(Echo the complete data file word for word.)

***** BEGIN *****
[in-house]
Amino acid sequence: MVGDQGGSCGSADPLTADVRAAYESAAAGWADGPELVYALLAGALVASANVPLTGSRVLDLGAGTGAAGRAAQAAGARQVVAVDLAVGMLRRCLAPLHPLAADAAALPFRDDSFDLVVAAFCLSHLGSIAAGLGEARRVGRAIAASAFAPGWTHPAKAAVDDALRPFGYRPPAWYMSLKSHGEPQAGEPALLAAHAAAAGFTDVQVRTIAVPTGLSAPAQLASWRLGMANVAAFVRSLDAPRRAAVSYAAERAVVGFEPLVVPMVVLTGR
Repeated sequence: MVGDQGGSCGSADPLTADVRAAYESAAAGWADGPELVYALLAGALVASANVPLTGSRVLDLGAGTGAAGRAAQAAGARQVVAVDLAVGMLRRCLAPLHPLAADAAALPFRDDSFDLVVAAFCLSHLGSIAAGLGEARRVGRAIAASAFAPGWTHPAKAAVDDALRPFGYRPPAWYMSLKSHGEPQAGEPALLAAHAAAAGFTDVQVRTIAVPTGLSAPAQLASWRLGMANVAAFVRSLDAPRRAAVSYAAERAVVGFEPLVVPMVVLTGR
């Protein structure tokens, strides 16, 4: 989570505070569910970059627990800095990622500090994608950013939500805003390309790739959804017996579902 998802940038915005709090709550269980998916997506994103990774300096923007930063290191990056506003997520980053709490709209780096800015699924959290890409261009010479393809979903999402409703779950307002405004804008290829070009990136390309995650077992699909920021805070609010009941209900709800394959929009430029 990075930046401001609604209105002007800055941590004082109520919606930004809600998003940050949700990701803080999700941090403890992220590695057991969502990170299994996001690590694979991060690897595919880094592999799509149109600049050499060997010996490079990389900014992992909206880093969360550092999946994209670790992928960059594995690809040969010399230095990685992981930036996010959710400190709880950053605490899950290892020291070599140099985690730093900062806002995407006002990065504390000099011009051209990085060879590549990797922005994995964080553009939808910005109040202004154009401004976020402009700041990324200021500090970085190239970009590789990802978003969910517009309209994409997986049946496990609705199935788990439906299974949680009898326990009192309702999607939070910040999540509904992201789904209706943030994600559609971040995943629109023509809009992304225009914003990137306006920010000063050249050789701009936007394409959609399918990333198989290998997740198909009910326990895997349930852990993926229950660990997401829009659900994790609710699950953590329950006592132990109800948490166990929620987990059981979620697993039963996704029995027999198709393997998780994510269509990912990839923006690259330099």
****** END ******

[in-house]
Amino acid sequence: MVGDQGGSCGSADPLTADVRAAYESAAAGWADGPELVYALLAGALVASANVPLTGSRVLDLGAGTGAAGRAAQAAGARQVVAVDLAVGMLRRCLAPLHPLAADAAALPFRDDSFDLVVAAFCLSHLGSIAAGLGEARRVGRAIAASAFAPGWTHPAKAAVDDALRPFGYRPPAWYMSLKSHGEPQAGEPALLAAHAAAAGFTDVQVRTIAVPTGLSAPAQLASWRLGMANVAAFVRSLDAPRRAAVSYAAERAVVGFEPLVVPMVVLTGR
Repeated sequence: MVGDQGGSCGSADPLTADVRAAYESAAAGWADGPELVYALLAGALVASANVPLTGSRVLDLGAGTGAAGRAAQAAGARQVVAVDLAVGMLRRCLAPLHPLAADAAALPFRDDSFDLVVAAFCLSHLGSIAAGLGEARRVGRAIAASAFAPGWTHPAKAAVDDALRPFGYRPPAWYMSLKSHGEPQAGEPALLAAHAAAAGFTDVQVRTIAVPTGLSAPAQLASWRLGMANVAAFVRSLDAPRRAAVSYAAERAVVGFEPLVVPMVVLTGR
């Protein structure tokens, strides 16, 4: 989570505070569910970059627990800095990622500090994608950013939500805003390309790739959804017996579902 998802940038915005709090709550269980998916997506994103990774300096923007930063290191990056506003997520980053709490709209780096800015699924959290890409261009010479393809979903999402409703779950307002405004804008290829070009990136390309995650077992699909920021805070609010009941209900709800394959929009430029 990075930046401001609604209105002007800055941590004082109520919606930004809600998003940050949700990701803080999700941090403890992220590695057991969502990170299994996001690590694979991060690897595919880094592999799509149109600049050499060997010996490079990389900014992992909206880093969360550092999946994209670790992928960059594995690809040969010399230095990685992981930036996010959710400190709880950053605490899950290892020291070599140099985690730093900062806002995407006002990065504390000099011009051209990085060879590549990797922005994995964080553009939808910005109040202004154009401004976020402009700041990324200021500090970085190239970009590789990802978003969910517009309209994409997986049946496990609705199935788990439906299974949680009898326990009192309702999607939070910040999540509904992201789904209706943030994600559609971040995943629109023509809009992304225009914003990137306006920010000063050249050789701009936007394409959609399918990333198989290998997740198909009910326990895997349930852990993926229950660990997401829009659900994790609710699950953590329950006592132990109800948490166990929620987990059981979620697993039963996704029995027999198709393997998780994510269509990912990839923006690259330099």